JERUSALEM, 1882 – It was as if all of Europe had its gaze set upon the Holy Land. Under the direction of the French Assumptionists, large groups of pilgrims were coming to this holy place; seeking to experience the life of Christ in a personal way. Unfortunately for them, however, there were no five-star hotels or Starbucks to ease their stay.

The French Baron Amadeus Marie Paul de Piellat and his pilgrims pitched their tents outside the Old City walls. The Count of Piellat, who had been searching for a plot of land in Jerusalem on behalf of religious communities, later found a 4,000 square meter parcel of land right next to the French Hospital of St. Louis des Français, just outside of the city walls.

Thanks to the help of generous benefactors, the Assumptionists were able to acquire this property and the reparations began under the direction of Father Germer-Durand, A.A. The cornerstone of Notre Dame was officially laid on June 10th, 1885.

Until the First World War, the building also served as a seminary for future Assumptionists. The scientific research and the publications of its staff gave it an excellent reputation. Particularly famous was its museum which, unfortunately, was almost completely destroyed in subsequent outbreaks of hostility.

After the Second World War, the building was heavily damaged during the Arab – Israeli conflict of 1948. The south wing, facing the Old City, became uninhabitable as a result of the explosion of two bombs, and became an Israeli guard post.

The north wing and the small houses in the garden were occupied by numerous refugees. The Assumptionists lived in the central wing next to the chapel and continued their mission, offering their traditional hospitality to a greatly reduced number of faithful pilgrims.

The Center was eventually turned over to the Holy See on March 2nd, 1972, and Notre Dame of Jerusalem was gradually resurrected as an international pilgrim center. On December 27th, 1978 His Holiness Pope John Paul II, in his first Motu Proprio, established the center as a Pontifical Institute and ecumenical holy place.

After the Intifada and the Gulf War of 1991, the situation became more stable and Notre Dame was able to function normally again. Difficult years started when the second Intifada broke out on September 28th, 2000, and the occupancy of the Notre Dame Center dropped drastically. On September 1st, 2001, the Notre Dame Center had to be closed.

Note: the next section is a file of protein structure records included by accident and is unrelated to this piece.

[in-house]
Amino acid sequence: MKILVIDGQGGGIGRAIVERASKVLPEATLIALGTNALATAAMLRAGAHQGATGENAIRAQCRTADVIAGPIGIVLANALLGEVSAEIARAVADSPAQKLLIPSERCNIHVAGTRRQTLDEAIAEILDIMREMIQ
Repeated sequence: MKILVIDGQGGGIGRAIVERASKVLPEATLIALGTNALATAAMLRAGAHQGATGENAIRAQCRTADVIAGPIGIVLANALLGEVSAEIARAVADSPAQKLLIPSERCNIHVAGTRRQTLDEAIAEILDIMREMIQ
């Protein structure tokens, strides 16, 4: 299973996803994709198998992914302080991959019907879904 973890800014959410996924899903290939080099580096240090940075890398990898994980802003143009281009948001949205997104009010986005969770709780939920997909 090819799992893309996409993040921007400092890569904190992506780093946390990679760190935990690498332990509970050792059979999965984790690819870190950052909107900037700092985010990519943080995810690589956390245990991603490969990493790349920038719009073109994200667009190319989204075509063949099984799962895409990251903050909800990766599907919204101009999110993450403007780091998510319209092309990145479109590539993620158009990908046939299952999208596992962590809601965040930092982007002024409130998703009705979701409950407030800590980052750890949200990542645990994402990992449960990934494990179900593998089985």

It reopened its doors for groups again at the end of March 2002. During the following years the directive team of Notre Dame had to struggle with low numbers of groups visiting the Holy Land. But there were loyal promoters of pilgrimages who, even in those unstable years, would come each year with their groups.  Recovery began in 2004.

Today, the Pontifical Institute Notre Dame of Jerusalem Center is a thriving community of pilgrims and visitors from all over the world. Overlooking the Old City just outside the New Gate with its commanding architectural style – reminiscent of medieval stonework with an arabesque influence – the Vatican’s guest house blends into the ancient cityscape while maintaining the hustle and bustle of a modern hotel.

Visited by both Pope Benedict and Pope Francis, the hotel has contemporary accommodations along with numerous restaurants – including the renown Cheese and Wine restaurant, located on the rooftop. There, you can experience spectacular views overlooking the Old City, and you might be lucky enough to get Fr. Eamon Kelly, the Vice Chargé, to give you an entire history of the Bible from that very viewpoint.

Also located at Notre Dame is the “Who Is the Man of the Shroud” permanent exhibition. Opened in 2006, the exhibit on the Holy Shroud helps pilgrims gain a deeper understanding of Christ’s suffering and Resurrection as they visit these holy places around the city.

For over 130 years the Notre Dame Center has sought to provide pilgrims a place of rest and renewal in the eternal city. It’s location and history make it a must-see/stay place on your next pilgrimage to the Holy Land.

The Notre Dame of Jerusalem Center continues to fulfill the mission entrusted to it by His Holiness Pope John Paul II, who stated in his Decree, “We dedicate this Center to Our Lady of Jerusalem, Regina Pacis (Queen of Peace), and offer it to the world as a place of fruitful spiritual development.”

You can learn more about The Pontifical Institute Notre Dame of Jerusalem Center and book your next pilgrimage HERE. For questions and comments, please contact Richard Kovacs: